This morning is a time for the latter, as a company for which I have considerable affection — Nokia — has admitted to further dissimulation.
You may remember that last week, as it launched its canary yellow Lumia 920 phone, the company showed a rather nice video to accompany it. It heralded the new PureView technology, which makes images just so pristine.
Sadly, it didn’t count on the pin-sharp retinas of nerds, who forced the company to admit that the footage was not from any kind of Lumia at all. It was a pure view, but from some other camera.
The guilt seems to have been weighing heavily on Finnish minds, as the Wall Street Journal now reports of further Nokia culpas.
In a voluntary statement, the company decided to point out that, well, um, other pieces of the Lumia 920 launch materials were also less than Webster’s version of pure.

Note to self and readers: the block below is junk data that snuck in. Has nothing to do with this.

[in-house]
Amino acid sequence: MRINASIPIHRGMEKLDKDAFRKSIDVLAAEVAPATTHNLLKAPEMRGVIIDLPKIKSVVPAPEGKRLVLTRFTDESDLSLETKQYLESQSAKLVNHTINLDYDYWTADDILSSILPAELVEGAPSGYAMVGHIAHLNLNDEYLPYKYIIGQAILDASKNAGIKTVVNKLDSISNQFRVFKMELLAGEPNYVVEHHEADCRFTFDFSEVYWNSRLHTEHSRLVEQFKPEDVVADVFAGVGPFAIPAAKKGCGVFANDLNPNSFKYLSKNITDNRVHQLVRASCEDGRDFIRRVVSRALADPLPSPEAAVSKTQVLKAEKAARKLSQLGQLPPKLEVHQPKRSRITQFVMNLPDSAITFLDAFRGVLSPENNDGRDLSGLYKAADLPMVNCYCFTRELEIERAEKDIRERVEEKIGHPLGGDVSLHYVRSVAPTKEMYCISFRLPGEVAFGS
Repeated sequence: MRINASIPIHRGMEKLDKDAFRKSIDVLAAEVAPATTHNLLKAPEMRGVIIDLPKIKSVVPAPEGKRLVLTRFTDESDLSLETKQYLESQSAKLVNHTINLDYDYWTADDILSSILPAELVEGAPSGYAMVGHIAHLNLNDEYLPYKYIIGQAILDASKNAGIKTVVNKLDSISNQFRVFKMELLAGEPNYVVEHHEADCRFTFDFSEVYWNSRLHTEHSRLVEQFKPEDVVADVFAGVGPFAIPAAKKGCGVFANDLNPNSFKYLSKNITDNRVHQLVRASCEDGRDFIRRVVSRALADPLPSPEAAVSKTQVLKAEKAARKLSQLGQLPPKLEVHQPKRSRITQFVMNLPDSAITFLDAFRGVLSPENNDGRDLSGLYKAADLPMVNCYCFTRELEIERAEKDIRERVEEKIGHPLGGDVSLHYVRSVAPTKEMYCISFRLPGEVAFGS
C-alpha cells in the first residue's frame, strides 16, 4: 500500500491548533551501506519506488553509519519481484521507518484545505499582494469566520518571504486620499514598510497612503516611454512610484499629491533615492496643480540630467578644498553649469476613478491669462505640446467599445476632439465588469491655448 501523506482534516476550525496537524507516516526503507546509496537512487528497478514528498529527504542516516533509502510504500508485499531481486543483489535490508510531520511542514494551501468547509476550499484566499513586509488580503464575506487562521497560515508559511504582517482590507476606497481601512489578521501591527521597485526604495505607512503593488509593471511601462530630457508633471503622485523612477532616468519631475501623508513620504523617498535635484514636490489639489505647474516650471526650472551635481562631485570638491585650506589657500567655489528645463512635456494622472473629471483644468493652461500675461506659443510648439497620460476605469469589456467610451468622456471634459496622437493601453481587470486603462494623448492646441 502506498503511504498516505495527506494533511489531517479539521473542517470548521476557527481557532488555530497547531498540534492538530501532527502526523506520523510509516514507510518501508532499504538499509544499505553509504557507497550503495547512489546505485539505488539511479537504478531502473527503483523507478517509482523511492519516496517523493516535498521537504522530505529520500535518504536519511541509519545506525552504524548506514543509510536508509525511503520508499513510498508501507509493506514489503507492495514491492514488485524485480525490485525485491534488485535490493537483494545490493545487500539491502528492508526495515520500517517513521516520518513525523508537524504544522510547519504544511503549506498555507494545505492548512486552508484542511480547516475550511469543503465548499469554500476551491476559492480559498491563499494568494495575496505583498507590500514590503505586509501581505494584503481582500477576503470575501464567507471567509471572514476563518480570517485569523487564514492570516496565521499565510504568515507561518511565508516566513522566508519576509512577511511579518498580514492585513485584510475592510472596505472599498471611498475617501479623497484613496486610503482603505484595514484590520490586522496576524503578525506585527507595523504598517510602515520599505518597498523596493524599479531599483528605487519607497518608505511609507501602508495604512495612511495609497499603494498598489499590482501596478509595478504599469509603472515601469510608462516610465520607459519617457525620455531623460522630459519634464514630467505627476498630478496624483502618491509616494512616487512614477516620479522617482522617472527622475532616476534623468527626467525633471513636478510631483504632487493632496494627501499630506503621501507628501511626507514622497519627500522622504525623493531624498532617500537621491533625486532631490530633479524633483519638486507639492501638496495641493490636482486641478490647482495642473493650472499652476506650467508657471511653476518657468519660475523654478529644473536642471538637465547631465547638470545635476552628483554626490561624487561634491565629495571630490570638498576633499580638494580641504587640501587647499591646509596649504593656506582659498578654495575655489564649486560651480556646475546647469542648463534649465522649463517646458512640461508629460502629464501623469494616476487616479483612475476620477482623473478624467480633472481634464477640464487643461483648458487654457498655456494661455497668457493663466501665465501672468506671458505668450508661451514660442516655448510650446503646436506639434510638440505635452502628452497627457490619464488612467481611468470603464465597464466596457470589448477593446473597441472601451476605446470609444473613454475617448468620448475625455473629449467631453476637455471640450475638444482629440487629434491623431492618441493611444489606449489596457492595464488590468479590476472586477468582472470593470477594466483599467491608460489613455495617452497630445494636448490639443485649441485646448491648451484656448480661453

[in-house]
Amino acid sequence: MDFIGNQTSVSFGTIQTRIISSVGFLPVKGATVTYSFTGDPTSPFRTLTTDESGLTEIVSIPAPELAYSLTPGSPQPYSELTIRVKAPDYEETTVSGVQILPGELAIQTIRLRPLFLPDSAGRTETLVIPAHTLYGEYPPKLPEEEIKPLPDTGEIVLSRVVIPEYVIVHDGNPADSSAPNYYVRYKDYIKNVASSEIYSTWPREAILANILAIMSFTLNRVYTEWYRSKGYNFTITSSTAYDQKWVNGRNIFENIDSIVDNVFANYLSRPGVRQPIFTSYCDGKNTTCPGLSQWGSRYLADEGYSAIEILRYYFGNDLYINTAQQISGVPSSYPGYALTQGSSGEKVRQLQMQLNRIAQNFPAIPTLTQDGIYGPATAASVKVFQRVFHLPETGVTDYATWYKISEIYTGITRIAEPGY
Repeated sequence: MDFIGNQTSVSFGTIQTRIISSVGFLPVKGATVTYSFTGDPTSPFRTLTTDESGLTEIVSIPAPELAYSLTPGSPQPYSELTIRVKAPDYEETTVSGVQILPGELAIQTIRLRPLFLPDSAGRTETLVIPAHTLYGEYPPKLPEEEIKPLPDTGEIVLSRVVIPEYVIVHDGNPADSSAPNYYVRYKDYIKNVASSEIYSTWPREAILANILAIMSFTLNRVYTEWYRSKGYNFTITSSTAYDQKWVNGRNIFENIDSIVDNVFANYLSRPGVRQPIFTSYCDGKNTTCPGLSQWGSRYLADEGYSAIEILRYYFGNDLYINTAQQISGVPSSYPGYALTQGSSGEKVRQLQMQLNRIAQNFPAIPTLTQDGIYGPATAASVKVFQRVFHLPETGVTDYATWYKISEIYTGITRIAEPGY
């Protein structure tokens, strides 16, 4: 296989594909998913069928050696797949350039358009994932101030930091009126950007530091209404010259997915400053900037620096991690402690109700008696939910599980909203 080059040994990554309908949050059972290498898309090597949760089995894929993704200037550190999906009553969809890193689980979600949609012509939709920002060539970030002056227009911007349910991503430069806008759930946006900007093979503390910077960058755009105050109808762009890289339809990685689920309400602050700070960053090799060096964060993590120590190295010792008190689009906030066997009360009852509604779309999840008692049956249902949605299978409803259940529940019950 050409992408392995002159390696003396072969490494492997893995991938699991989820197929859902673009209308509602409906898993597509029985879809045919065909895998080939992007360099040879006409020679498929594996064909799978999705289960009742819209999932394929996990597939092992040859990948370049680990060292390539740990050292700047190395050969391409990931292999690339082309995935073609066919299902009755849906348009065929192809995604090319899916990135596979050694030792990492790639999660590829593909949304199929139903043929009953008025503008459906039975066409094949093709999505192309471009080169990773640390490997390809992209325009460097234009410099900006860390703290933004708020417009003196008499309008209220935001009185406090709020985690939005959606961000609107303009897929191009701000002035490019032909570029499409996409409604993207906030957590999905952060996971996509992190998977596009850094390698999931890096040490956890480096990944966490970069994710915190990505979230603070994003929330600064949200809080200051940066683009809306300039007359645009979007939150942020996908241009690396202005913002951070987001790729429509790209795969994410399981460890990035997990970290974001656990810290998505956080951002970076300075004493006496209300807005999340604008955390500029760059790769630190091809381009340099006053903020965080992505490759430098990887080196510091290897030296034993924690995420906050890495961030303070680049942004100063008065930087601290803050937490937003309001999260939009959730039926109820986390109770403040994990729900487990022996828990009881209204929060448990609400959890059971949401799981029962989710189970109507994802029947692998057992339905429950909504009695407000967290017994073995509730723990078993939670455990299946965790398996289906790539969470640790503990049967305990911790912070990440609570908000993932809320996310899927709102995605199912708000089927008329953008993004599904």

In Nokia’s own words: “Further misunderstanding has arisen about still photographs taken at night in the street in Helsinki. We want to be very clear that these still images were taken from the same video.”
Nokia would not be the first, nor last, company to create images with products that were not its own. However, the fact that it needed to make this further admission suggests a certain messiness in Helsinki Central.
It’s odd how companies can pretzel themselves. Nokias were the first phones I ever used. This was in Europe, before America could untwist its wires sufficiently to grasp the cell phone idea.
Nokia phones were simple, original, and just plain lustrously lovable.
Now, Nokia is trying to make us believe that the Lumia 920 truly is a worthwhile competitor, something we should consider very seriously.
Yet as this week will see the frenzy behind the new iPhone, will the Lumia 920 be adorning store windows, Best Buy displays (how the canary yellow would match Best Buy’s), and Jimmy Kimmel?
Possibly not. It won’t be out until November 2.
Errors upon errors upon errors suggest a curious dysfunction that might never be